“If I get it, I get it, so what?”

Written by Brenden Berrios
Copyedited by Stephanie Cobb

It’s 8:29 a.m. on Day 192 of quarantine and after snoozing my alarm for the fourth time, I roll out of my bed and into my desk chair just in time for my first lecture of the day. As my classmates join the call, I take a peek at my schedule, hoping I have something interesting lined up for the day, but alas, it appears today will be as monotonous as yesterday, and the day before that, and the day before that. With exasperation, I look to the heavens and say a silent prayer for something, anything interesting to happen today.

8:30 arrives and my professor begins to lecture. 

“Hello everyone. Today we will be discussing momentum, different types of collisions, and the impulse-momentum theorem. Similar to the conservation of energy, momentum can also remain constant dur-“

“You can tell him I don’t go to Mid unless I plan to f**k some s**t up, ya know what I’m saying? This guy’s out here tryna be all woke with his fancy Dr. Fauci statistics, but I’m just tryna to have a good time! If I get it, I get it, so what?”

My prayers have been answered! I burst out laughing, assuming this is some kind of satirical prank. I quickly check the Zoom chat and a tidal wave of “Mute your microphone!” and “You’re not muted!” flood in. My professor is sputtering, trying to interject between the student’s words, but now he’s on a rant, making it clear we have front-row seats to the inside of his mind, not his tight five.

“I get that some people are at risk but I don’t see why that has to affect MY college experience. This is MY time to live MY life and I’m gonna let some folks who get colds too often change that? F**K NO! We’ll pre-game at my place and walk to Bricks from there.”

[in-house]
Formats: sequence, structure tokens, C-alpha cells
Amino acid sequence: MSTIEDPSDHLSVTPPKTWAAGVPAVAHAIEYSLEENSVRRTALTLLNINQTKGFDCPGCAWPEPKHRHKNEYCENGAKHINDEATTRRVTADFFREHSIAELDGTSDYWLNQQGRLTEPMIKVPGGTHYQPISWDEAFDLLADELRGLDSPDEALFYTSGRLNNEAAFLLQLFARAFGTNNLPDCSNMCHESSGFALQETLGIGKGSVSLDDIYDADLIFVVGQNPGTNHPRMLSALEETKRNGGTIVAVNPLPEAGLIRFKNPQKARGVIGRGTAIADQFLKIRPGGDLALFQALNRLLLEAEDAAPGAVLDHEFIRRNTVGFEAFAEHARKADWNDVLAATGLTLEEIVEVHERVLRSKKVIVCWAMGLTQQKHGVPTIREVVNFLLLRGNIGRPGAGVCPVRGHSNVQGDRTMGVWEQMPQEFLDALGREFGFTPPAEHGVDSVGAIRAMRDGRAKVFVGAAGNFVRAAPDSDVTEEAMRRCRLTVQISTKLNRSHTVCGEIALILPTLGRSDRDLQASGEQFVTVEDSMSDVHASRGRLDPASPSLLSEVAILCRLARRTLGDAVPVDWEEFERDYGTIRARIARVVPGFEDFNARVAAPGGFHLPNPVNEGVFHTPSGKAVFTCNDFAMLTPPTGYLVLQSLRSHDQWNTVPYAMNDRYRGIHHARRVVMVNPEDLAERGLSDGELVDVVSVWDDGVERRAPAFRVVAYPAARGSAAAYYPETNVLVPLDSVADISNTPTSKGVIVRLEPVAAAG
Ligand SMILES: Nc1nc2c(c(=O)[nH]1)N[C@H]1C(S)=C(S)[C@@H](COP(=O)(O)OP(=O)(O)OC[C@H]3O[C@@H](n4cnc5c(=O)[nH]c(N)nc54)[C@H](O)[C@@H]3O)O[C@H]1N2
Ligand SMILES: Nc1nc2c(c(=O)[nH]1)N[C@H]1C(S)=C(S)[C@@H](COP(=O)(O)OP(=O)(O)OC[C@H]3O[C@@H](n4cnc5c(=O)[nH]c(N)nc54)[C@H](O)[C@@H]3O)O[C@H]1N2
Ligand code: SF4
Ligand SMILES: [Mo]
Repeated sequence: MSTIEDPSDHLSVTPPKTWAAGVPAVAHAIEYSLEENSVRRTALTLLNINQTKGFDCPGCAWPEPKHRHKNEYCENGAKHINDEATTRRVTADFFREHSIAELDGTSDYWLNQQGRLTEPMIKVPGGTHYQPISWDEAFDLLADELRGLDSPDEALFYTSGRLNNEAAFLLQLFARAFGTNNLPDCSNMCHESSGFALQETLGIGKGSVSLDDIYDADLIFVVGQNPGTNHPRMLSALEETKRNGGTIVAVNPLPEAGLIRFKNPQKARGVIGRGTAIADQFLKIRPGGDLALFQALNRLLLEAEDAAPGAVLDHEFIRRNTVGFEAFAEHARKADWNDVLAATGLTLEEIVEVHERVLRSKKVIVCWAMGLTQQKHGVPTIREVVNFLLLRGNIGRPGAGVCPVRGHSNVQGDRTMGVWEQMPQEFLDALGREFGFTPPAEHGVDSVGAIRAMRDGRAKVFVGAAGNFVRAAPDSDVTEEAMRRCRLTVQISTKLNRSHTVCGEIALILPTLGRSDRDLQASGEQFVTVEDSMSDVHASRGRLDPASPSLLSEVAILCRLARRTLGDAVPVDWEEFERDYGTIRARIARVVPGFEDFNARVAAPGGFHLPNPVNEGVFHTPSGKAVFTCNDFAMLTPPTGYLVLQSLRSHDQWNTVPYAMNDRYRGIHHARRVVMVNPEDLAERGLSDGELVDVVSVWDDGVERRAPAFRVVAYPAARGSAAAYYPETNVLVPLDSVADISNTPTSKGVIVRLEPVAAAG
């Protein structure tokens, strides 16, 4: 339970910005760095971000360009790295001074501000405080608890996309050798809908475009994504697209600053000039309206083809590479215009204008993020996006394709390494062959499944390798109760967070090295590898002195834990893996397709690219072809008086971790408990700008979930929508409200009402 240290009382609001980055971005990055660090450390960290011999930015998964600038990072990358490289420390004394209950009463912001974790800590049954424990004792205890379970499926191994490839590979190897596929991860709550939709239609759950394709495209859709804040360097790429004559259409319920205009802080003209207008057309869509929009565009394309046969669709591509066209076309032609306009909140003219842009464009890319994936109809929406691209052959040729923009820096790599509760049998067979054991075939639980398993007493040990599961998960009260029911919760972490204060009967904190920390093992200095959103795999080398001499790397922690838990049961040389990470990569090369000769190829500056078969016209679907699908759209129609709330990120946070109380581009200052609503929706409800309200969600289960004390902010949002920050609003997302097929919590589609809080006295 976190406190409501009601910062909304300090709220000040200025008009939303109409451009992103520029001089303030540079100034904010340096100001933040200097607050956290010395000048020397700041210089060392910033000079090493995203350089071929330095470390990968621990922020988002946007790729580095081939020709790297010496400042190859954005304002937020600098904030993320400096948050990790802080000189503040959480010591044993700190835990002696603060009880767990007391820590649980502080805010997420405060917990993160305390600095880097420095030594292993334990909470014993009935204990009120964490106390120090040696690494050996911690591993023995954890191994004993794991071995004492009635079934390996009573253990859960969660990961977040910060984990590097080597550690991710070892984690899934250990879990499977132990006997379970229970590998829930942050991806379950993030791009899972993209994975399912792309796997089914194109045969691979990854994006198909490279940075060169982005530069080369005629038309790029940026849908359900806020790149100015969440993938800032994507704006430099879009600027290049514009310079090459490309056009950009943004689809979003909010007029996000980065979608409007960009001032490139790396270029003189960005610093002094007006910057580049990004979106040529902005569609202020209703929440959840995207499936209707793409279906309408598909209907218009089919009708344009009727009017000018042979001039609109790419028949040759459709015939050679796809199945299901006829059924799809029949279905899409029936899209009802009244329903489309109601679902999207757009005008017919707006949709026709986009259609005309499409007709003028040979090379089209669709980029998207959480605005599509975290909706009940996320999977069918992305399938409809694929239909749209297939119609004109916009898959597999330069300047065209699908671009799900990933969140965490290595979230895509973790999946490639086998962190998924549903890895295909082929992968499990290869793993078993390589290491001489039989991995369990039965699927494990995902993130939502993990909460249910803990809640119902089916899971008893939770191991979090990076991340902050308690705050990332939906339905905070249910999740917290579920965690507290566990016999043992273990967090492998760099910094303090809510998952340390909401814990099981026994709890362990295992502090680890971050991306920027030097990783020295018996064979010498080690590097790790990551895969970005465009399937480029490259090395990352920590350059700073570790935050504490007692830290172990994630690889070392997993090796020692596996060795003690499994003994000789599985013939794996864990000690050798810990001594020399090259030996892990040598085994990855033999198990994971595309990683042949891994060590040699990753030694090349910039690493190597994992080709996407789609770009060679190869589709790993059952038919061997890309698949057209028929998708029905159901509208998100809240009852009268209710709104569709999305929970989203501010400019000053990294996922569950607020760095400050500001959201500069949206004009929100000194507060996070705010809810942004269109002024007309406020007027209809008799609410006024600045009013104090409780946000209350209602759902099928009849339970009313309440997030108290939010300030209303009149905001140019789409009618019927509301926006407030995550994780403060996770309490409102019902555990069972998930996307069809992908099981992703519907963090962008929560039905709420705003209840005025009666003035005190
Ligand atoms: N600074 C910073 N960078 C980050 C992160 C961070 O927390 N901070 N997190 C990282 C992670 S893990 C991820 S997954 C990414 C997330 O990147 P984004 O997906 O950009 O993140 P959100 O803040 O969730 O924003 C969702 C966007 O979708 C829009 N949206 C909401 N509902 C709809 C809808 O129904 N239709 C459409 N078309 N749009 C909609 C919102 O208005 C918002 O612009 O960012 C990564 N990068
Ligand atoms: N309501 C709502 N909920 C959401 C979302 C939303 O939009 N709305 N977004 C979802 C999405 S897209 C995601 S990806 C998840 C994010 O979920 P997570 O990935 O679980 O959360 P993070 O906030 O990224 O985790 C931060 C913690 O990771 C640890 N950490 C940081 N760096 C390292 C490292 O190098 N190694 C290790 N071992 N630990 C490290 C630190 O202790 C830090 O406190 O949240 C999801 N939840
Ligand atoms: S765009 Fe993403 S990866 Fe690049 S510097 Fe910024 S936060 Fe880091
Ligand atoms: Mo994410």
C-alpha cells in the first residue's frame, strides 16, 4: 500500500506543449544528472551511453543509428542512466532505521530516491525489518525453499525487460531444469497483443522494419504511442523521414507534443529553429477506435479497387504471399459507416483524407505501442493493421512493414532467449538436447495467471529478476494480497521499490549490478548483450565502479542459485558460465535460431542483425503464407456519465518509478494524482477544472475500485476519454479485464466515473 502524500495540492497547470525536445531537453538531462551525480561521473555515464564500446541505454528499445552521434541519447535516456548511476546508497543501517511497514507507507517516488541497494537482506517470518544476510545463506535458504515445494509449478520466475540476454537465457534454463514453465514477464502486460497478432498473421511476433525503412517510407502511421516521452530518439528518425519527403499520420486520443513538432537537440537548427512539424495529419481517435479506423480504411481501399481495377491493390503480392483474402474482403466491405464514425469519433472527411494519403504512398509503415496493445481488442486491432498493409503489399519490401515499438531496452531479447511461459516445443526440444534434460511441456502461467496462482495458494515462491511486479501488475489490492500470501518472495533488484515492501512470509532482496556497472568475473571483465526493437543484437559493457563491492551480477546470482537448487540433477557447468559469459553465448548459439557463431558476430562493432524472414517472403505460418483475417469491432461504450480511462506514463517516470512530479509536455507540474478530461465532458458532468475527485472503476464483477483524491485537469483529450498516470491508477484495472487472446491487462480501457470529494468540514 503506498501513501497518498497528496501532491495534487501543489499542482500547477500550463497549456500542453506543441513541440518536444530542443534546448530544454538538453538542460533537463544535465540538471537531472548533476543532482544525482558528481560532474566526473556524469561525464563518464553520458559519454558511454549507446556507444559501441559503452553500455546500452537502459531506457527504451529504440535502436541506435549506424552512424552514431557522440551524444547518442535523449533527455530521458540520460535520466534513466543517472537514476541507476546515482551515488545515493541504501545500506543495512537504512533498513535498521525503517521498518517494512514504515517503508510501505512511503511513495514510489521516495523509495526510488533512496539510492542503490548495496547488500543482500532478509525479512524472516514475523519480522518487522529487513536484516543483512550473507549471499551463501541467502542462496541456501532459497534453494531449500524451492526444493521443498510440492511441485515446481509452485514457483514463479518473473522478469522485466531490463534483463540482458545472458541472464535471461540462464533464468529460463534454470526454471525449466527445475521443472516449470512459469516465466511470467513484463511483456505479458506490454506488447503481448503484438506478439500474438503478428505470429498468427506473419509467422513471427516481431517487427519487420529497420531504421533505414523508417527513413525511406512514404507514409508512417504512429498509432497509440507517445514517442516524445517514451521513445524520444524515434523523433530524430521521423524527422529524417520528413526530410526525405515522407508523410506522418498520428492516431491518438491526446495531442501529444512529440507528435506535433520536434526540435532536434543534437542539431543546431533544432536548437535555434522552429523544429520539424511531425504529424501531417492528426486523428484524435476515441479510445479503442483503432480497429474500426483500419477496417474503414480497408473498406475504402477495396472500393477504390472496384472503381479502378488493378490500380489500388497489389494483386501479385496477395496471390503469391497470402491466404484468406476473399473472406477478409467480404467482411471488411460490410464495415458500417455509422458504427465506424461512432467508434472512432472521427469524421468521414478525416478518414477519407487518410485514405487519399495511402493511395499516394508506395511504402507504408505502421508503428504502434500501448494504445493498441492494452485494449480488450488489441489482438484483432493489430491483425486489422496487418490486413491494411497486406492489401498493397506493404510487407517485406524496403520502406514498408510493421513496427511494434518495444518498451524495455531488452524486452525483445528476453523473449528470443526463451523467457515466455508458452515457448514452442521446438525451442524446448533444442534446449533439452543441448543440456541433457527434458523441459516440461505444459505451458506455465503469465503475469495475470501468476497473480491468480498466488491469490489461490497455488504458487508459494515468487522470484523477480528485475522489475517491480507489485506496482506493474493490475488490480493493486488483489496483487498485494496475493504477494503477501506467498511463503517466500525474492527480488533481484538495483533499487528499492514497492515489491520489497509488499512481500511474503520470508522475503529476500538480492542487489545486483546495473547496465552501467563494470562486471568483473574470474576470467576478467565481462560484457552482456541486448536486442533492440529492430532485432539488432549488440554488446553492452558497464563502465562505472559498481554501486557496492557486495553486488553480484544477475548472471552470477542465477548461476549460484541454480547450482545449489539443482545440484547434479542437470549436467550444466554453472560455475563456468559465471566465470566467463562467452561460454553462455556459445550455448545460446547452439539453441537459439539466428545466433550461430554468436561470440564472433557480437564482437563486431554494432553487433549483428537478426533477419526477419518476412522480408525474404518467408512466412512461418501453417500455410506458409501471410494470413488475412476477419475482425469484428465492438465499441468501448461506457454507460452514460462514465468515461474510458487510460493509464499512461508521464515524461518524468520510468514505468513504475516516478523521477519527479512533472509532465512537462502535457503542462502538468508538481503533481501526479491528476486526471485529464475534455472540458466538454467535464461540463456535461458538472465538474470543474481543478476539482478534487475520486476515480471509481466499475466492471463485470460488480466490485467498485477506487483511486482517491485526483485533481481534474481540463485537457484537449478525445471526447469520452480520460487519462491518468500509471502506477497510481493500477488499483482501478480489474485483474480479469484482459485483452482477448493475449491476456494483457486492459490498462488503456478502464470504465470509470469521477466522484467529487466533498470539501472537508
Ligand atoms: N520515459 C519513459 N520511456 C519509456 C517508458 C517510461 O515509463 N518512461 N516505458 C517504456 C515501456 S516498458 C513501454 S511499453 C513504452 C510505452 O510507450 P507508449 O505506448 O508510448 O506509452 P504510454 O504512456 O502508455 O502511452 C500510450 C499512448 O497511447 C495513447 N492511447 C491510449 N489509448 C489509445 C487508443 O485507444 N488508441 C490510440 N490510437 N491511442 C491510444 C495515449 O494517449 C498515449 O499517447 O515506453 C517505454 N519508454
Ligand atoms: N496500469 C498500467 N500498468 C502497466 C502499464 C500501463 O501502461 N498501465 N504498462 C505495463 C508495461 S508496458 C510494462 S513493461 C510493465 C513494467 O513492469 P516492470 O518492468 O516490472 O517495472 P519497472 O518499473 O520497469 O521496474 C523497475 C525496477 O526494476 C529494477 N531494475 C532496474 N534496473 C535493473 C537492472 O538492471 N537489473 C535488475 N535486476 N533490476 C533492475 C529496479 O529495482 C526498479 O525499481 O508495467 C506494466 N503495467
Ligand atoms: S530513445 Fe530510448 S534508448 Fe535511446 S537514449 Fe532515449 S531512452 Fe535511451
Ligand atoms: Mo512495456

I feel like a zoologist doing field work in a remote corner of the world that has stumbled upon a rare species in its natural habitat. I imagine myself writing in my notes:

  • Animal appears to be proto-human.
  • Ape-like in appearance and demeanor.
  • Intellectually underdeveloped based on way he puts foot in mouth.

As the student pauses to listen to his fellow mouth-breather’s response, the professor is finally able to get his attention. He realizes his mistake and, with a quick, detached “My bad,” finally mutes himself. The class continues and finishes on schedule and as we all leave the call, I feel rejuvenated. Not only did I need those laughs, but I feel a newfound resolve to keep up my own social distancing practices. The situation today is far from ideal, and there’s little we all want more than for things to go back to the way they used to be, but we must remember that our actions don’t exist in a vacuum. Rather, we are all potential vectors, able to communicate this disease to loved ones, roommates, and strangers. Trying times like these require selflessness if we want these times to end, so I ask all who read this to not be like the student in this story, but instead, be better.

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